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The Obamas Bring More Modern and Contemporary Art into the White House

Alma Thomas, Resurrection, 1966, acrylic and graphite on canvas. WHITE HOUSE HISTORICAL ASSOCIATION

Alma Thomas, Resurrection, 1966, acrylic and graphite on canvas.

WHITE HOUSE HISTORICAL ASSOCIATION

Every U.S. president’s political vision comes with an artistic one, as well. As the New York Times reports, Barack Obama has broadened the scope of the White House’s art collection, replacing stuffy portraits with more modern and contemporary art.

The article specifically describes an instance in which the Obamas decided to replace a painting of Theodore Roosevelt’s wife with Robert Rauschenberg’s Early Bloomer [Anagram (A Pun)], 1998. Like other works in this series, which is currently one of the subjects of a show at New York’s Pace Gallery, the work features a number of collaged elements that appear to be disintegrating. The Obamas may have been attracted to that work in particular because of its color palette—red, white, and blue.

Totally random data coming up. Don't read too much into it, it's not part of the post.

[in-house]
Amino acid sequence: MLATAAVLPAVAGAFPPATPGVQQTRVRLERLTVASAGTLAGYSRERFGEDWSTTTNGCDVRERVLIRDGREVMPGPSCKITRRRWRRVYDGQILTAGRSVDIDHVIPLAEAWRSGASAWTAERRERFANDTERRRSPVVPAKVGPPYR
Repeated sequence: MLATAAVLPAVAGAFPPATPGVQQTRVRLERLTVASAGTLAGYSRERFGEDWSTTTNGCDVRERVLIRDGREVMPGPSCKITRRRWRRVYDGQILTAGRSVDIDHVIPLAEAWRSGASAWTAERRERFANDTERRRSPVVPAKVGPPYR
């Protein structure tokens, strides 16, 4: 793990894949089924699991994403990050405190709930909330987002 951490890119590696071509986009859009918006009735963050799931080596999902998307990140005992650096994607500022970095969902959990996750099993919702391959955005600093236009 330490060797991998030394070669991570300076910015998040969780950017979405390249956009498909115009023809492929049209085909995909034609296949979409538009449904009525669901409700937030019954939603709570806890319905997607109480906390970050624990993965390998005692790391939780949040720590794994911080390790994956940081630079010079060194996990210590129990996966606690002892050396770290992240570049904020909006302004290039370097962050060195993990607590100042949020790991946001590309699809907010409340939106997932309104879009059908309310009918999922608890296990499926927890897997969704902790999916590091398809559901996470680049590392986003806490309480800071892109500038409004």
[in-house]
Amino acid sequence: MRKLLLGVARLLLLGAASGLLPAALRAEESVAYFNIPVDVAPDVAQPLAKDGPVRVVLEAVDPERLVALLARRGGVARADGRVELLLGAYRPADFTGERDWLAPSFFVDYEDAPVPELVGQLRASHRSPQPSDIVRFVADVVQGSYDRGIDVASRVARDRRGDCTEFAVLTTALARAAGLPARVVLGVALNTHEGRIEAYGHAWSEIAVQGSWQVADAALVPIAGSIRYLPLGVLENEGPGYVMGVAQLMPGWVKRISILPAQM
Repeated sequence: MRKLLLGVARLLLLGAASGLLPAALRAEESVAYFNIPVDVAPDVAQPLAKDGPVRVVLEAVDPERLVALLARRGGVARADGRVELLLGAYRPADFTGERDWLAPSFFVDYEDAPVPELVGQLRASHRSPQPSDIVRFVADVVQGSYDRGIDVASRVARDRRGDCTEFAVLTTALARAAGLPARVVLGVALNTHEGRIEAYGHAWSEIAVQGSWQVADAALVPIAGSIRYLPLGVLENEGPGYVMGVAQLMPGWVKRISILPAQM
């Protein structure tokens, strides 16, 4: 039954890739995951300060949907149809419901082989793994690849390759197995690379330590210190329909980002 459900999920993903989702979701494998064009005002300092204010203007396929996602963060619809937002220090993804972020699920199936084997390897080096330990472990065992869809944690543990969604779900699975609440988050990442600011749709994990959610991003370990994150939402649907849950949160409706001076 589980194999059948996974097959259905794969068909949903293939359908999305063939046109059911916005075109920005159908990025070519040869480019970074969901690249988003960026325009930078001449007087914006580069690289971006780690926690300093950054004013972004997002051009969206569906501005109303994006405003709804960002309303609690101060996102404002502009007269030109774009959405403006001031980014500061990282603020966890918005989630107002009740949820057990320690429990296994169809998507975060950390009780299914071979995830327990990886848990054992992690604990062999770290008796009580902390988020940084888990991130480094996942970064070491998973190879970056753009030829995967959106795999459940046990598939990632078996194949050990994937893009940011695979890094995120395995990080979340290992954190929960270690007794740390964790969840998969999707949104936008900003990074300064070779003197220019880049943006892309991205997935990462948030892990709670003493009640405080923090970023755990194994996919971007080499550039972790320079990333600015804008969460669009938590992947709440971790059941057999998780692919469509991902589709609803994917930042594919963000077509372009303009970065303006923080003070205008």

Other new additions to the White House have included two paintings by Alma Thomas and a work by Mark Rothko. However classy the decision to include work by these two American abstract painters may be, the Obamas aren’t immune to American kitsch either. They’ve also hung a 1946 Normal Rockwell painting of the Statue of Liberty near a Childe Hassam.

Head over to the New York Times for a full description of what’s hanging on the Obamas’ walls.

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